Taxpayers paid big money to protect Trump border wall prototypes from protests that didn’t happen


San Diego County Sheriff’s Department deputies, fearing large-scale protests over the construction of prototypes for President Trump’s proposed border wall project last fall, logged more than 10,000 hours of overtime in a three-month period before and after project construction.

The department had previously disclosed it spent $764,278 on overtime for security. It was the largest single expenditure — more than the $715,170 in wages paid out — of a total expense of $1.6 million.

In all, some 356 employees racked up overtime hours on 46 separate dates from Sept. 7 through Dec. 15, according to a county spokeswoman. Collectively, they totaled 10,227 hours of overtime work.


A more precise breakdown of the overtime payouts was not provided. Spokeswoman Alex Bell said that the amount of overtime varied by employee.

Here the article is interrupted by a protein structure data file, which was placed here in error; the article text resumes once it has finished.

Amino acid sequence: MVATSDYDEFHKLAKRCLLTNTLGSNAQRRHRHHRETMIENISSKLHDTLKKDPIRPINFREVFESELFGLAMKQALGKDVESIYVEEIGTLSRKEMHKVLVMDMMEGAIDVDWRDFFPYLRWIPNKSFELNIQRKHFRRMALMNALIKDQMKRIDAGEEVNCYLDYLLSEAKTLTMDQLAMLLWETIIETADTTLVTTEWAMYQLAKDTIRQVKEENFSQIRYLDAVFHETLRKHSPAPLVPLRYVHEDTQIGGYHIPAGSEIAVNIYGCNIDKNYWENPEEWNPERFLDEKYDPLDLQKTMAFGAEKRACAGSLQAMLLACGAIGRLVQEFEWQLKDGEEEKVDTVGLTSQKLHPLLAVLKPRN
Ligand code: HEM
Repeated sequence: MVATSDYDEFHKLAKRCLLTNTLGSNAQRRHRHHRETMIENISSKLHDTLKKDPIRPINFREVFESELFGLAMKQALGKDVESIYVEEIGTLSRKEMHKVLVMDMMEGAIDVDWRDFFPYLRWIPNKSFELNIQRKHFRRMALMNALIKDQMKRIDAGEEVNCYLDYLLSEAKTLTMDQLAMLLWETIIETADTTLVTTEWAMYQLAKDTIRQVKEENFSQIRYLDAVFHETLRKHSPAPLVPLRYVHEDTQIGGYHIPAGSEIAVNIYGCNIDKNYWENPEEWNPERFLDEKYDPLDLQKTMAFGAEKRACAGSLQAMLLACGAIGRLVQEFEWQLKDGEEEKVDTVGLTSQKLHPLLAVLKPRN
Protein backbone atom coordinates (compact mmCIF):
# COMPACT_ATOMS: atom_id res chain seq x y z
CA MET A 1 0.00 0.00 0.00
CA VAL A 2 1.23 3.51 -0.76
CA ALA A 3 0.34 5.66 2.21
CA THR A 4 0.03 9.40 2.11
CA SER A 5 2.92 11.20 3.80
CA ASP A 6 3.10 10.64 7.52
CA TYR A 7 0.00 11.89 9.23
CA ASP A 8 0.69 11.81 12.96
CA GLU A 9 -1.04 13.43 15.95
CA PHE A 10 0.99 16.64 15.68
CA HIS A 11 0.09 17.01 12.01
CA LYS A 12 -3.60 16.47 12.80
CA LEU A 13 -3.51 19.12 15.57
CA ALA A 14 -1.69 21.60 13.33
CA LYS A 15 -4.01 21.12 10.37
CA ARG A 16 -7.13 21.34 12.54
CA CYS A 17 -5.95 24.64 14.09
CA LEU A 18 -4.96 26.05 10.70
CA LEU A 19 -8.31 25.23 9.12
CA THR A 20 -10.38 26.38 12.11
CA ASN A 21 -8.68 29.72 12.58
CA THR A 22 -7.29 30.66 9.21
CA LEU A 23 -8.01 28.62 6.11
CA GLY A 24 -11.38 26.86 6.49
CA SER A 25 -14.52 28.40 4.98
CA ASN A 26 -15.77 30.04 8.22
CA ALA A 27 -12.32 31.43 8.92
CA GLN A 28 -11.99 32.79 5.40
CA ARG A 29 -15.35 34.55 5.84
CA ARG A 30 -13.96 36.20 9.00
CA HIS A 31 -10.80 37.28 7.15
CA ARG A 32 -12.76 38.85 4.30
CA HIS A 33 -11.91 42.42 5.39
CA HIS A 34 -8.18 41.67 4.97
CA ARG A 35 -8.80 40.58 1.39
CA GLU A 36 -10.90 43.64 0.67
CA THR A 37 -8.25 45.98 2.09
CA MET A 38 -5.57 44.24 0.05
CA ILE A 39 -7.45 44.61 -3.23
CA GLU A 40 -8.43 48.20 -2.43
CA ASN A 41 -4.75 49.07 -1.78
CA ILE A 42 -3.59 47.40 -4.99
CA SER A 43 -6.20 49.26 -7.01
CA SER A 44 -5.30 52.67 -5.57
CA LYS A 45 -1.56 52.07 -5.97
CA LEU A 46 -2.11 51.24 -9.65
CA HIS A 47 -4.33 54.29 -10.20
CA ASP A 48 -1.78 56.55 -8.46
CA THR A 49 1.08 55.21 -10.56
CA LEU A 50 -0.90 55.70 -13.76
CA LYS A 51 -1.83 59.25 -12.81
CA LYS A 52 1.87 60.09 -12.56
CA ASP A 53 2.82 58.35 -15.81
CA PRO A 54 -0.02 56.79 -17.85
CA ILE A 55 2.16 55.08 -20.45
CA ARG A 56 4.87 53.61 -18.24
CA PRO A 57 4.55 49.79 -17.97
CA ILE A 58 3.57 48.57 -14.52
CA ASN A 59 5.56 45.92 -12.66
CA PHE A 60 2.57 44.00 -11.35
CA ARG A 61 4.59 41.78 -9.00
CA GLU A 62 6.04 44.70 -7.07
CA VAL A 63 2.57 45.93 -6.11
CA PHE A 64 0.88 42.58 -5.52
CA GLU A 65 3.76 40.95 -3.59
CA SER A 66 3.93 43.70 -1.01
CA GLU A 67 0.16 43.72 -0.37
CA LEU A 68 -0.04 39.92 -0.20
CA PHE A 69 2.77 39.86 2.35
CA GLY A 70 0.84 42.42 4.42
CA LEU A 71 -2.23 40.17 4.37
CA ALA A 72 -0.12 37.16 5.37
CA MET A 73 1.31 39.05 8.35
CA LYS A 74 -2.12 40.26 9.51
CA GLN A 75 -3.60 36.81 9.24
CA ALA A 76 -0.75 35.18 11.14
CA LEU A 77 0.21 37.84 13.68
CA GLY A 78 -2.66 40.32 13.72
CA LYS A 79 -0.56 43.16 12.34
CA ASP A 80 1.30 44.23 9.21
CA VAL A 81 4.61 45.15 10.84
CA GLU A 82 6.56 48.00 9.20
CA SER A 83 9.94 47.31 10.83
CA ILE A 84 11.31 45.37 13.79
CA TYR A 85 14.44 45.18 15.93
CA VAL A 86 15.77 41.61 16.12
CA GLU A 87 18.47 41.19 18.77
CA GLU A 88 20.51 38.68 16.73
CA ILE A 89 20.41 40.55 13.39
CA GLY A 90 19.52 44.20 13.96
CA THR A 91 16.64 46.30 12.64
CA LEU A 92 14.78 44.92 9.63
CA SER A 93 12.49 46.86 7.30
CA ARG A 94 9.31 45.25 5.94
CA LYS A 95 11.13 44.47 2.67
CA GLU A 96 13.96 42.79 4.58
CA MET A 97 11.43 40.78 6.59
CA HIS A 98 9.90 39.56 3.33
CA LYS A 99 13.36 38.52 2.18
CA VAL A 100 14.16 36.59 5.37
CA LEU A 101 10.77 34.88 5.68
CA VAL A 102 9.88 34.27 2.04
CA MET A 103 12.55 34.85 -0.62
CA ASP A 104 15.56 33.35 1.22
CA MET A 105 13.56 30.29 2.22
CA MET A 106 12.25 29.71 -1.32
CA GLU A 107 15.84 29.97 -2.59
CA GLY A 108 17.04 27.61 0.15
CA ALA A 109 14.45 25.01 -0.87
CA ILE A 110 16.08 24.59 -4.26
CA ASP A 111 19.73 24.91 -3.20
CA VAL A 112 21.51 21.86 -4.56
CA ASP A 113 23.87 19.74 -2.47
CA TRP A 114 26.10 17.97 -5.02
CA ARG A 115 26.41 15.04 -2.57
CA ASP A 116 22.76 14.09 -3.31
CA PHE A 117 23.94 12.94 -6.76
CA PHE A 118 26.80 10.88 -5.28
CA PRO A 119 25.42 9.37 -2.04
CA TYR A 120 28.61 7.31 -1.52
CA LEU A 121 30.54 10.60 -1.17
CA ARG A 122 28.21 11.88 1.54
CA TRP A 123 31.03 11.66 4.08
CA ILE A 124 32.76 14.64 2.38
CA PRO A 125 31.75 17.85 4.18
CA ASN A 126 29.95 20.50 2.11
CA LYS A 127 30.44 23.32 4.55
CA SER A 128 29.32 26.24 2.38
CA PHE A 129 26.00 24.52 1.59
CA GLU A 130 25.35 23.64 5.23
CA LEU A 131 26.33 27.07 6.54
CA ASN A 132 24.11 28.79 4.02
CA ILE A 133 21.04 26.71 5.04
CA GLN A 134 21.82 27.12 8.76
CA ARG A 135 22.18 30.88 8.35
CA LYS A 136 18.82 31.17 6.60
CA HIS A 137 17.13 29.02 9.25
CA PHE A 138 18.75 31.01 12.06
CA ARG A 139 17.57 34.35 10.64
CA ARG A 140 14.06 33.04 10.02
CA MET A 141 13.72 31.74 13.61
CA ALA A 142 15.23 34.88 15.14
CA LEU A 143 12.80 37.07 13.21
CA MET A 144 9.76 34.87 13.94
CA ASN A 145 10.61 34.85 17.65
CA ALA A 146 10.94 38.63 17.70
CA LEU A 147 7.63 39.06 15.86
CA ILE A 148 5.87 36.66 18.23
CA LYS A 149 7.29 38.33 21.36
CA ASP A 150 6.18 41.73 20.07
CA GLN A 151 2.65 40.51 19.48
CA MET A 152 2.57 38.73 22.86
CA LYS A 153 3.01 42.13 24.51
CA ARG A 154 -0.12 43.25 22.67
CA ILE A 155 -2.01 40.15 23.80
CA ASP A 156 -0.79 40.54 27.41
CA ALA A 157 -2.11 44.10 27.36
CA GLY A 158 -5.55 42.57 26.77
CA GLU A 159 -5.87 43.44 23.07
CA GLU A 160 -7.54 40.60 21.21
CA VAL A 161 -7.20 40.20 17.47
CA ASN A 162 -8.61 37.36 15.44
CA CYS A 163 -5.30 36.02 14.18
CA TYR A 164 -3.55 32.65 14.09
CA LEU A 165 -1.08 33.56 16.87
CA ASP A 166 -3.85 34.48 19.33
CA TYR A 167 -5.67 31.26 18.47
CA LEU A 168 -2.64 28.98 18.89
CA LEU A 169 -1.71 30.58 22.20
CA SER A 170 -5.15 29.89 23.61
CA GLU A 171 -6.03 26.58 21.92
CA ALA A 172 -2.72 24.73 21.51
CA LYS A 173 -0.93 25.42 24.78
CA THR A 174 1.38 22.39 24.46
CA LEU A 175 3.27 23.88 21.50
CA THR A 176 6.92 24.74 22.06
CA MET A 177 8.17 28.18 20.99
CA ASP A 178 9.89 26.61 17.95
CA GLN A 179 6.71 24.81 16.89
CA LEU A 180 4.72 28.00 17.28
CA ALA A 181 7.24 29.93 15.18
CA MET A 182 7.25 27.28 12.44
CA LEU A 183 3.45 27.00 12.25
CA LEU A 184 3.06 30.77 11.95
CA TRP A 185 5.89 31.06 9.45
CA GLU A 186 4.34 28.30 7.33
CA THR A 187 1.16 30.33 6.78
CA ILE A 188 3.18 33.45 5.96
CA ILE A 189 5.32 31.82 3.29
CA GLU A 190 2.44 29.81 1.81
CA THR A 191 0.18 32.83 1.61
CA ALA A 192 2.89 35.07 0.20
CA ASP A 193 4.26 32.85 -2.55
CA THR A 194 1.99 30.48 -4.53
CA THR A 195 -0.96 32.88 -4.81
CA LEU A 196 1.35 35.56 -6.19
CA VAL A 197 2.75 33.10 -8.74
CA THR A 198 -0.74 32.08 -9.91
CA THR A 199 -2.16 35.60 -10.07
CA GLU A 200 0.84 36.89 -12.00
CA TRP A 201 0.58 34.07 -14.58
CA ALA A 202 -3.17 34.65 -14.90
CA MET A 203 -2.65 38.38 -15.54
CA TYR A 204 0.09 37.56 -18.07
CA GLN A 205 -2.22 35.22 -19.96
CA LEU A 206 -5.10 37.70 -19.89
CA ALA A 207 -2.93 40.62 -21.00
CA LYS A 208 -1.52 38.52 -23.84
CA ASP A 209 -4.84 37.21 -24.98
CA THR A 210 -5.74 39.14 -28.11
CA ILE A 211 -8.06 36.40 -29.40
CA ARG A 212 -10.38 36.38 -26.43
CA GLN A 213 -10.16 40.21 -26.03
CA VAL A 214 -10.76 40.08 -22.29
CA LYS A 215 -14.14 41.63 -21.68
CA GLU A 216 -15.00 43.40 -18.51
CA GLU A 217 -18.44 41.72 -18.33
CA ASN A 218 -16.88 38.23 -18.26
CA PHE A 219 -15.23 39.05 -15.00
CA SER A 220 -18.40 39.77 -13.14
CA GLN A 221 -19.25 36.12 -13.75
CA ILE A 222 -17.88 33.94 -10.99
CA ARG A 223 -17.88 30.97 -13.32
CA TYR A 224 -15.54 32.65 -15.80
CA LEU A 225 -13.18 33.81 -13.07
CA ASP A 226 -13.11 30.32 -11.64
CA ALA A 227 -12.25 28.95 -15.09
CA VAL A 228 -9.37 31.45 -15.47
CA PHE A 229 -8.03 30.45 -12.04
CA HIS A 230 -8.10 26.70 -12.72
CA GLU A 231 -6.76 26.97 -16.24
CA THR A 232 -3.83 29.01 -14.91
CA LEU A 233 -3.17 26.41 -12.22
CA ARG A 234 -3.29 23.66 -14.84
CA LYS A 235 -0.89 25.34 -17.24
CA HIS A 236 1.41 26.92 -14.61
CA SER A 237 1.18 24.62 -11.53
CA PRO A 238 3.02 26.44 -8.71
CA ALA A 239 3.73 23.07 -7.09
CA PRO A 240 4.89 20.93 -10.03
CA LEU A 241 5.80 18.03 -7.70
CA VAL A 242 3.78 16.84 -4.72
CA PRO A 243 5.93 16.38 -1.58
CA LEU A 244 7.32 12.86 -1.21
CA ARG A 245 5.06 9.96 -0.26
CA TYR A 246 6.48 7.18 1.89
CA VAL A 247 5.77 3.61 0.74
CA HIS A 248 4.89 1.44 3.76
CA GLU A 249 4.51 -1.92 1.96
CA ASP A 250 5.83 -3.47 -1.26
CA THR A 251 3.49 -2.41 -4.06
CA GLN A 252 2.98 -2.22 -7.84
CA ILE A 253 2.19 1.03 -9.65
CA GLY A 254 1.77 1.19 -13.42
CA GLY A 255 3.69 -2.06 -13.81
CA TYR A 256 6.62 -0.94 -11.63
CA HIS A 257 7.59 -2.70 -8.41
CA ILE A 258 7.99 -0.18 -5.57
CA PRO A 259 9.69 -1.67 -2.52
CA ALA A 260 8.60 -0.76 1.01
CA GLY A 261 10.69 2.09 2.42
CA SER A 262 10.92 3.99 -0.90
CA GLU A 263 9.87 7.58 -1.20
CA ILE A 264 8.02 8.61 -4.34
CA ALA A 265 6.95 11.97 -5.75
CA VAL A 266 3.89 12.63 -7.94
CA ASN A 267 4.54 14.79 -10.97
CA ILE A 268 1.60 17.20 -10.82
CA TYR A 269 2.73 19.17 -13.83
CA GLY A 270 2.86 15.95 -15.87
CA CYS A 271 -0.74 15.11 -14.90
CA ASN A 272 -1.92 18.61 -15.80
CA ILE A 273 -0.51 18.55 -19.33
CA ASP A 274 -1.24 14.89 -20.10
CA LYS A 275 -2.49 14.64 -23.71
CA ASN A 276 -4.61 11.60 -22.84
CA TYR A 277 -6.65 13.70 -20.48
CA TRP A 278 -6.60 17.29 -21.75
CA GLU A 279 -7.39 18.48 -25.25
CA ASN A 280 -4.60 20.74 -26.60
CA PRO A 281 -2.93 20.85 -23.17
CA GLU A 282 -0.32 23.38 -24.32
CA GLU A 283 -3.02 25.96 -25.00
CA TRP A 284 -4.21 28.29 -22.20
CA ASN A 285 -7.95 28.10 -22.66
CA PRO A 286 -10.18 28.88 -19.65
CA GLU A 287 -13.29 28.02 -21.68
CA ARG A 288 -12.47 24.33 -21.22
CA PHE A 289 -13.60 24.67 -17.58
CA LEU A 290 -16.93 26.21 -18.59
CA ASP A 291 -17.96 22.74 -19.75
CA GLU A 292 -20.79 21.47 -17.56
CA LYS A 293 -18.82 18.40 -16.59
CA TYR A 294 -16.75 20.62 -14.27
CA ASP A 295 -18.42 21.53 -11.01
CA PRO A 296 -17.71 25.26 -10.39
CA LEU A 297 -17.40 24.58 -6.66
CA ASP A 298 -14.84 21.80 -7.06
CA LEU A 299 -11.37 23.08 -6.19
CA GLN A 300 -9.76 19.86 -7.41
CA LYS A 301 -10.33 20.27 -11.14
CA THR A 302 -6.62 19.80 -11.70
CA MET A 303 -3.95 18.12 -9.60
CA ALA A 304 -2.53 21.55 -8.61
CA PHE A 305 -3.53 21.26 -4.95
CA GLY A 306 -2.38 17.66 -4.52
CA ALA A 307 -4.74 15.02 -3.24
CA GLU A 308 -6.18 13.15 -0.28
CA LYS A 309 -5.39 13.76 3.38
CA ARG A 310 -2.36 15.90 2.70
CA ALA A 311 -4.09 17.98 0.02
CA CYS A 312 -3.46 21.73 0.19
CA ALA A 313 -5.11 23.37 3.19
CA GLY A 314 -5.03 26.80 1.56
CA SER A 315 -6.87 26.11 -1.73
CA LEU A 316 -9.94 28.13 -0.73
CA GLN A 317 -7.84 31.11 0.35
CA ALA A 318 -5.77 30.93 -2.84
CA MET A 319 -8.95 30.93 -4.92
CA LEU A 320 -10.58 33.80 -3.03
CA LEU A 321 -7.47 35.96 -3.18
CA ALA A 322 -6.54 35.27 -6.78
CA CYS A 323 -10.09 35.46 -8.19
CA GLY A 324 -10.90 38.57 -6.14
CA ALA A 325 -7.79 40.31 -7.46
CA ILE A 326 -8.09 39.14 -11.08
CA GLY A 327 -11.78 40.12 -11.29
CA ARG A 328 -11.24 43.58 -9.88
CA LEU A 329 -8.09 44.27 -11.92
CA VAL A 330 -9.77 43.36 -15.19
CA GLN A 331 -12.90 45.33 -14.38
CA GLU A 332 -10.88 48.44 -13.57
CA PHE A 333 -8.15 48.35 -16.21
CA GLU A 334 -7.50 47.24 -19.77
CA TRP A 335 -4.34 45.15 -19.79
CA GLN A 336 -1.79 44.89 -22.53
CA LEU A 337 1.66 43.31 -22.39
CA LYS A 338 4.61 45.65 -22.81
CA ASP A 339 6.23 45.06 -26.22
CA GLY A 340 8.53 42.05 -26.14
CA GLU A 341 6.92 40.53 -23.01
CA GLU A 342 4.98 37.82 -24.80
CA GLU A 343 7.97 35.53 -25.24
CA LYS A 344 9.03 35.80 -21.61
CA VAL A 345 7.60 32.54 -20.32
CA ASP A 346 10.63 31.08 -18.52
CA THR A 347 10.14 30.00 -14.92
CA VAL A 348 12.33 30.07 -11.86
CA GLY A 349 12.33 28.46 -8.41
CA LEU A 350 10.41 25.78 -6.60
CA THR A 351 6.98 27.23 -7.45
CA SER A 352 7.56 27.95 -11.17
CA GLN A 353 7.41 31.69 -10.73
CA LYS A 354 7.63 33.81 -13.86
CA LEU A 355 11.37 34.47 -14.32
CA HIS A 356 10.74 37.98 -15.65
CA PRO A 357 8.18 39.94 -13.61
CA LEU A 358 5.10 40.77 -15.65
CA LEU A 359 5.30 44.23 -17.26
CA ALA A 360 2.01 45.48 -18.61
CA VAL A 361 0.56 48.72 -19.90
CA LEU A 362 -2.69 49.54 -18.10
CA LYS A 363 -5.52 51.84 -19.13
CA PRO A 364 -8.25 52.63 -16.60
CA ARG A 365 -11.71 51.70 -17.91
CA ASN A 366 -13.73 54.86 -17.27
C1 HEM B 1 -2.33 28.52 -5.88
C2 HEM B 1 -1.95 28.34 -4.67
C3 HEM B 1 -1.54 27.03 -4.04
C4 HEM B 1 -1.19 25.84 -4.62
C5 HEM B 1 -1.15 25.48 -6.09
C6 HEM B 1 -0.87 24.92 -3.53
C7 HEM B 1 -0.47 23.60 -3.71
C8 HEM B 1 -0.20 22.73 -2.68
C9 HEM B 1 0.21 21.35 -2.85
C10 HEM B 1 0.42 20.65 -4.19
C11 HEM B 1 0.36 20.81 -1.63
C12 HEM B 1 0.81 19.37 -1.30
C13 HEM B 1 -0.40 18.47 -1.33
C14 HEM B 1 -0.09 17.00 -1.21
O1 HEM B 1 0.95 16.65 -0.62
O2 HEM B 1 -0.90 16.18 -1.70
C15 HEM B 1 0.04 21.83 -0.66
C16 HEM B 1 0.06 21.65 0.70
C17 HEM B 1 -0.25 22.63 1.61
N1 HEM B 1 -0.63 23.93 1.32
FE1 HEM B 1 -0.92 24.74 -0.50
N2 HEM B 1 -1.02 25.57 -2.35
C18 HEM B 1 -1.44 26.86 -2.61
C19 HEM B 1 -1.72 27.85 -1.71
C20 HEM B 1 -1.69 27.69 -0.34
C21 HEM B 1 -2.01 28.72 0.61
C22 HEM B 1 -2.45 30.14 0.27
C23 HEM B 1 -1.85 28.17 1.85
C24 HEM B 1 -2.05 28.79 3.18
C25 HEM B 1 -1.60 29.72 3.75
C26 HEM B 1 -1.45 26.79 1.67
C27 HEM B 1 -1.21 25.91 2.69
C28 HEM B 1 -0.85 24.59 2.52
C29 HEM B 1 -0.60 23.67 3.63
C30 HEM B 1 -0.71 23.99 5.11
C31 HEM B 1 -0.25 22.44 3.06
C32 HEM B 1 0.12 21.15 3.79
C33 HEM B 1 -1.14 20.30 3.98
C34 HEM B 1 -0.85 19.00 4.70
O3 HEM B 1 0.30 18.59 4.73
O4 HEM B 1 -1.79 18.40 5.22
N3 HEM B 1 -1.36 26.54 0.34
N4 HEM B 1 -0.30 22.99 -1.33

“Public safety staffing is dynamic, and the Sheriff’s Department scaled up and down staffing as necessary based on intelligence information over the three-month period,” Bell said in an email that accompanied the information.

Deputies did not provide security for the construction site itself, located near the international border on Otay Mesa. Instead, the security was for anticipated protests, demonstrations or marches that Department of Homeland Security officials had warned local law enforcement could occur.

No protests occurred during the monthlong construction of the eight prototype walls. Local activists said they ignored the project so as not to draw attention to it.

Bell said the “majority” of overtime hours were logged from the period of Sept. 25 through Oct. 1, the first week of construction work. Another chunk came for a small rally near the site held Dec. 9, long after the walls were up and construction crews had departed.